December 09, 2008

Cycling in winter: the high rollers' lifestyle


Life is more challenging for bicyclists in the winter.

Obligatory warning: This post is rife with video clips. (Okay, three clips, but that's rife in my book.) With each clip, a text explanation has been provided for those who might be bandwidth-impaired or attention-challenged, or who simply don't like watching videos on a blog.


It is possible to bicycle in the snow. But if you really want to try it, we recommend a trip to Alaska. Bicycling in snow, or over ice, is not really recommended when you're in traffic. (Ever try to put chains on a bike?)

The trouble is, riding a stationary bike is the second most boring exercise ever invented. To keep riding while waiting for the weather to improve, a lot of cyclists spend the winter riding on rollers.

What are rollers?



Rollers are simply a metal frame that sits on the floor, with cylinders across the frame. When you put your bicycle onto this frame, the cylinders align with the wheels on the bike. You get on the bicycle and start pedaling, and the cylinders spin with the wheels. Basically, you're pedaling while staying still. Like a stationary bike, except really, really different.

Rollers are not the same as stationary bicycle riding. You have to concentrate on what you're doing. If you've ever watched someone try this for this first time, they're all over the place. Not only is this a lot more challenging than a stationary cycle, rollers make you a better cyclist. Assuming you can stay on them.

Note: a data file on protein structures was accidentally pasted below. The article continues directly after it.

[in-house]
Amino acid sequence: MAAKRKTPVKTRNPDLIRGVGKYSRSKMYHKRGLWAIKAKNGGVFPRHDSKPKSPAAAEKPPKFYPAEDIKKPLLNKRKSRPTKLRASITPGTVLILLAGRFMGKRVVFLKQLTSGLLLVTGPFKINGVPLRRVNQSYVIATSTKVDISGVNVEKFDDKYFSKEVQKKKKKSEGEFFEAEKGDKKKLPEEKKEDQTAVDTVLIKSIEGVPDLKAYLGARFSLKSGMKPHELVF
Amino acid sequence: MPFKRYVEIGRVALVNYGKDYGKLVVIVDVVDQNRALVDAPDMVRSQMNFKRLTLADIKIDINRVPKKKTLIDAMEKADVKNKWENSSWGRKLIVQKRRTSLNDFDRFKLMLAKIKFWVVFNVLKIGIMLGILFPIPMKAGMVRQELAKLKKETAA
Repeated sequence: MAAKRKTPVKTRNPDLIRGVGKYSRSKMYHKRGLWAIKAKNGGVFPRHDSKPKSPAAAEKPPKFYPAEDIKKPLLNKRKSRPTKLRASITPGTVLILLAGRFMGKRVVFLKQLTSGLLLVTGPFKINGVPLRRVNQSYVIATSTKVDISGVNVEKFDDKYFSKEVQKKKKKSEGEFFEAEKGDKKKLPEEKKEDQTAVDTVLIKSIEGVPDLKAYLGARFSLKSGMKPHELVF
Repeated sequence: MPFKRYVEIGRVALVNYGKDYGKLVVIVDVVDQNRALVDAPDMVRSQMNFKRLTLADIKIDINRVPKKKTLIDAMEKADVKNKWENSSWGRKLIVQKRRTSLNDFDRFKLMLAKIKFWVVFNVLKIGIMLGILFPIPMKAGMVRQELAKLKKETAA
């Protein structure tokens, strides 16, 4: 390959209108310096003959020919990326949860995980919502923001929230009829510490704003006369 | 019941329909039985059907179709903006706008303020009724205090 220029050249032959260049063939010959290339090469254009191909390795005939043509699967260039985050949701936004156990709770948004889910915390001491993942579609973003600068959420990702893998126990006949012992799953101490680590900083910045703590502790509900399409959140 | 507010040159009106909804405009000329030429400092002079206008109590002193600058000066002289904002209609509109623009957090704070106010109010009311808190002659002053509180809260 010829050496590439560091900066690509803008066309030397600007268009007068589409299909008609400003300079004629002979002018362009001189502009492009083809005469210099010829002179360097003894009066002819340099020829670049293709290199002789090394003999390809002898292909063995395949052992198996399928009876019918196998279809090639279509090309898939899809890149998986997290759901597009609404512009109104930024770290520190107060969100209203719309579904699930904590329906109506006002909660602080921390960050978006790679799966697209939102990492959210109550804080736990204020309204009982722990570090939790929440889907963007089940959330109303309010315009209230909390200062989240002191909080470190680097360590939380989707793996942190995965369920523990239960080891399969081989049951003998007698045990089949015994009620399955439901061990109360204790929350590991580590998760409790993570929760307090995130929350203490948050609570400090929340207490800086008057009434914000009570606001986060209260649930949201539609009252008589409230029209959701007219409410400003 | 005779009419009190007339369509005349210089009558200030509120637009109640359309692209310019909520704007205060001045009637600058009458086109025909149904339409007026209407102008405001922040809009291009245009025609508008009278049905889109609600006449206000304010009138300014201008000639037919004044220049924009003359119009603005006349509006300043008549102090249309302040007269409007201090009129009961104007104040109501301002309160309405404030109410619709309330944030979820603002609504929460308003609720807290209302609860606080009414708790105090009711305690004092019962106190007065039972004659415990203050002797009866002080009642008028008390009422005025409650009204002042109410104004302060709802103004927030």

Riding on rollers -- how to do it


This rider shows how it's supposed to be done. Looks easy when he does it, right?

[TEXT: Man making riding rollers look very easy. So easy, in fact, that after a minute or so I zoned out. Recommended viewing time: 1 minute, unless you're really, really, really into the technical aspects of cycling.]



(I have to confess, even though I think this guy is really good at showing how you should ride rollers, I still couldn't watch this for the whole 10 minutes. Unless you're really into the minutiae of cycling, you might want to skip the last 9 minutes and 30 seconds of this video clip. Trust me, he doesn't fall off or doing anything silly, even if this is a YouTube video.)

Now look at this video of a newbie trying to ride rollers:
[TEXT: Man who clearly has not done this before. Spends most of the video riding with one hand clinging to the door post or falling to one side or the other. However, his girlfriend/spouse thinks he's doing a great job. (Call me cynical, but I suspect if the woman were a sister she would have gotten bored and stopped filming him after his first few attempts.) He does get the hang of it, for the most part. I found that encouraging.]



Rollers can be the same sort of daredevil escapade -- don't do it like this cyclist:
[TEXT: Man acting silly while riding on rollers ("Dad, you are such a dork," a young voice says off-camera) with music in the background.]

(It took almost the full five minutes, but I finally did laugh at one of his attempted stunts. Don't try this stuff with your eyes closed.)

So what's the point of riding with rollers? Just to entertain your friends & family?


Riding on rollers instead of on a stationary bicycle can make you a much better cyclist:

Rollers help you develop a smooth cadence. A smooth cadence means your legs are working more effectively; you're not wasting energy pushing to the side, or making jerky start-and-stop/push-and-coast movements. Because the least jerkiness results in noticeable wavering, you get instant feedback to improve your movements.